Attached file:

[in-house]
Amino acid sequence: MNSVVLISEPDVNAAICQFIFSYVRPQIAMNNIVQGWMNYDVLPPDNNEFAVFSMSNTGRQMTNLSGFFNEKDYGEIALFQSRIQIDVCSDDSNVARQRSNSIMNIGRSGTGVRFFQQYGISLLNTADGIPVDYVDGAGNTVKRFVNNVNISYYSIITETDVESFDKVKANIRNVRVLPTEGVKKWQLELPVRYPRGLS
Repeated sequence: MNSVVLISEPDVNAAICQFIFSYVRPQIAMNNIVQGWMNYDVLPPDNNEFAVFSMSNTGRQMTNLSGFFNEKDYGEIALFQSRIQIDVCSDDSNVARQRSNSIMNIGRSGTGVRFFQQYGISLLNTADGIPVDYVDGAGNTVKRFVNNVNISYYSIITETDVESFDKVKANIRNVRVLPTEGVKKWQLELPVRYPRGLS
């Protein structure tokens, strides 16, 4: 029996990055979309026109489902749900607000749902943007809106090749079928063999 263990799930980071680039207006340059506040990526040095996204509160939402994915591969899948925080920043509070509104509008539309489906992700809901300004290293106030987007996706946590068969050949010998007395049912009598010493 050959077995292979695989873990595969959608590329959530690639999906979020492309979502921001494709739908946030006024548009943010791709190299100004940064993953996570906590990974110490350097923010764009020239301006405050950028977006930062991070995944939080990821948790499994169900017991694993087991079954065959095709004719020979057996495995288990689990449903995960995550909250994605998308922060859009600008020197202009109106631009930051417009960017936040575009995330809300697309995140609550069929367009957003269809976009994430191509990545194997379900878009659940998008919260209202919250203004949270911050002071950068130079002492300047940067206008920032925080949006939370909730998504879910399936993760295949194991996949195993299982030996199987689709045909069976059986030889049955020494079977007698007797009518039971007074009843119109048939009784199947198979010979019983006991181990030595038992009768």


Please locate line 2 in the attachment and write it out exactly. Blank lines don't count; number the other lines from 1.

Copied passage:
Amino acid sequence: MNSVVLISEPDVNAAICQFIFSYVRPQIAMNNIVQGWMNYDVLPPDNNEFAVFSMSNTGRQMTNLSGFFNEKDYGEIALFQSRIQIDVCSDDSNVARQRSNSIMNIGRSGTGVRFFQQYGISLLNTADGIPVDYVDGAGNTVKRFVNNVNISYYSIITETDVESFDKVKANIRNVRVLPTEGVKKWQLELPVRYPRGLS